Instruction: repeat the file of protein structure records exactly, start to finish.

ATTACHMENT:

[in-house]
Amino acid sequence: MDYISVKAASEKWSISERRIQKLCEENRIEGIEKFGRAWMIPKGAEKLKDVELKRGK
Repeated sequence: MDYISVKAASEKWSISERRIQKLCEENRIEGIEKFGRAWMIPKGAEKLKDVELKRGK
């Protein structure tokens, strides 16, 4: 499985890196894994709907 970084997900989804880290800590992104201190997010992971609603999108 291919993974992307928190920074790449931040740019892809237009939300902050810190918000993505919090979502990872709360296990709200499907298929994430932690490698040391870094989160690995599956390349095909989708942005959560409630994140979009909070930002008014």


[in-house]
Amino acid sequence: MDYISVKAASEKWSISERRIQKLCEENRIEGIEKFGRAWMIPKGAEKLKDVELKRGK
Repeated sequence: MDYISVKAASEKWSISERRIQKLCEENRIEGIEKFGRAWMIPKGAEKLKDVELKRGK
């Protein structure tokens, strides 16, 4: 499985890196894994709907 970084997900989804880290800590992104201190997010992971609603999108 291919993974992307928190920074790449931040740019892809237009939300902050810190918000993505919090979502990872709360296990709200499907298929994430932690490698040391870094989160690995599956390349095909989708942005959560409630994140979009909070930002008014």